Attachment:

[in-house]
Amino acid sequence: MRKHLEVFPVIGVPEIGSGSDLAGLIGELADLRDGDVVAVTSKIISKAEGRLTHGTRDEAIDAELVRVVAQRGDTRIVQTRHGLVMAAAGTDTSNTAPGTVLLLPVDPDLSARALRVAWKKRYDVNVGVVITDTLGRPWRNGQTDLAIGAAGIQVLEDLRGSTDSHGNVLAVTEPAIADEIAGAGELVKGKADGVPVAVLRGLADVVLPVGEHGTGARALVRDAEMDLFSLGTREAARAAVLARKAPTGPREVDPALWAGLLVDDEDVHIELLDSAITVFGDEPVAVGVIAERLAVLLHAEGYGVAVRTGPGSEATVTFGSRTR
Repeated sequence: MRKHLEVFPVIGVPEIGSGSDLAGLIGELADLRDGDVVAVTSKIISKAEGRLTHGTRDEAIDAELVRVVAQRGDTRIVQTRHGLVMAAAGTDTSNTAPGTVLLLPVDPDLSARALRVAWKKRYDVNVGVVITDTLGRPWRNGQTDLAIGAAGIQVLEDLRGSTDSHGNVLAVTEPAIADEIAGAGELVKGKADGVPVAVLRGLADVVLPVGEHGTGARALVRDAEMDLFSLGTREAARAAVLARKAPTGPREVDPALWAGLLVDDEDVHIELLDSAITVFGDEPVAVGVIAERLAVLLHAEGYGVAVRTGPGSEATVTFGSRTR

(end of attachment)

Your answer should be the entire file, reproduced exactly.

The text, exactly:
[in-house]
Amino acid sequence: MRKHLEVFPVIGVPEIGSGSDLAGLIGELADLRDGDVVAVTSKIISKAEGRLTHGTRDEAIDAELVRVVAQRGDTRIVQTRHGLVMAAAGTDTSNTAPGTVLLLPVDPDLSARALRVAWKKRYDVNVGVVITDTLGRPWRNGQTDLAIGAAGIQVLEDLRGSTDSHGNVLAVTEPAIADEIAGAGELVKGKADGVPVAVLRGLADVVLPVGEHGTGARALVRDAEMDLFSLGTREAARAAVLARKAPTGPREVDPALWAGLLVDDEDVHIELLDSAITVFGDEPVAVGVIAERLAVLLHAEGYGVAVRTGPGSEATVTFGSRTR
Repeated sequence: MRKHLEVFPVIGVPEIGSGSDLAGLIGELADLRDGDVVAVTSKIISKAEGRLTHGTRDEAIDAELVRVVAQRGDTRIVQTRHGLVMAAAGTDTSNTAPGTVLLLPVDPDLSARALRVAWKKRYDVNVGVVITDTLGRPWRNGQTDLAIGAAGIQVLEDLRGSTDSHGNVLAVTEPAIADEIAGAGELVKGKADGVPVAVLRGLADVVLPVGEHGTGARALVRDAEMDLFSLGTREAARAAVLARKAPTGPREVDPALWAGLLVDDEDVHIELLDSAITVFGDEPVAVGVIAERLAVLLHAEGYGVAVRTGPGSEATVTFGSRTR